Another thing to be careful with is using this type of (or really any other) correction with a dog who is displaying aggressive behaviour.  It is easy to amp them up even more and cause the aggression to escalate.

 

Re: spraying a dog in the face with vinegar or vinegar/water, that gets a definite NO from me.  If you're having to resort to that, you need to look for a different training method IMO.

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Old 03-02-2011, 07:17 PM
 
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My mom is a certified trainer, and while she does use techniques like this with certain dogs in certain situations it is not something you should be doing without proper training and understanding of what you are doing. If the dog has no idea what the squirt means it does no good. If you do it incorrectly it does no good, and is some cases causes more problems.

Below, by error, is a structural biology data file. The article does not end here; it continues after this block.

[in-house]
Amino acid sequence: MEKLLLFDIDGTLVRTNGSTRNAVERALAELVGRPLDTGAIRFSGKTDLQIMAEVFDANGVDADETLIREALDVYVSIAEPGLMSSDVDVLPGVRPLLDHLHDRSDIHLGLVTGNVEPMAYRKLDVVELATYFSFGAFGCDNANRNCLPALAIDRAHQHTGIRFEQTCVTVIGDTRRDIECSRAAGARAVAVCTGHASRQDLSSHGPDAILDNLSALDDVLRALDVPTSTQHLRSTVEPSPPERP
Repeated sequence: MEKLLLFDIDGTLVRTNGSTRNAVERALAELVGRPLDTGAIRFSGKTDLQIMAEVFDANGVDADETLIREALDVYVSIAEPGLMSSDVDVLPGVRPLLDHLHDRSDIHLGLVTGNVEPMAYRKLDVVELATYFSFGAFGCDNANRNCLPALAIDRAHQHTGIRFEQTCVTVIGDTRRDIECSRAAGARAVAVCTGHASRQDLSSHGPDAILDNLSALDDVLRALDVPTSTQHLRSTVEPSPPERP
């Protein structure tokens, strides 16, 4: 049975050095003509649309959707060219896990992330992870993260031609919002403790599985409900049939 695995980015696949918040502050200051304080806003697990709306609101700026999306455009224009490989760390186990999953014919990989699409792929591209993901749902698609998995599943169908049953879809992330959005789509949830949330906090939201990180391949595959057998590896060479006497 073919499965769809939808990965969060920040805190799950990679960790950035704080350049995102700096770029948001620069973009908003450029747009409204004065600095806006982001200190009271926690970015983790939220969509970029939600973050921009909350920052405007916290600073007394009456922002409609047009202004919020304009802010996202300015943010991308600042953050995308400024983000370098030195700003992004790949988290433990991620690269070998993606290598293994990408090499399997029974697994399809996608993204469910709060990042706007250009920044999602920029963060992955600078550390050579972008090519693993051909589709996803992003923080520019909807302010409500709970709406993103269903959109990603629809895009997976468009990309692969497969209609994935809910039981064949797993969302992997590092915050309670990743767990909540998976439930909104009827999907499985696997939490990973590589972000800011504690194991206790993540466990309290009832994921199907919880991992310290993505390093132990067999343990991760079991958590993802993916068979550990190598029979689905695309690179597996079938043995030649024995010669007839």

I really don't think they should be doing this for compulsive licking. I don't see how it would help if it's truly compulsive. You'll have a wet dog that is now scared of water.  If they were using it for a dog getting in the trash and one quick squirt with no verbal reprimand so they think the trash did it would be an example of when it would be used in this house. I would try it once however, and if it didn't work then I would look for something else.


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Old 03-02-2011, 07:25 PM
 
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when i trained my dogs (16yrs ago) i used this method and it worked. After they get a couple squirts, all i would have to do is show them the bottle and they would stop the behavior, or whatever. worked on my cats too.

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Old 03-02-2011, 08:42 PM - Thread Starter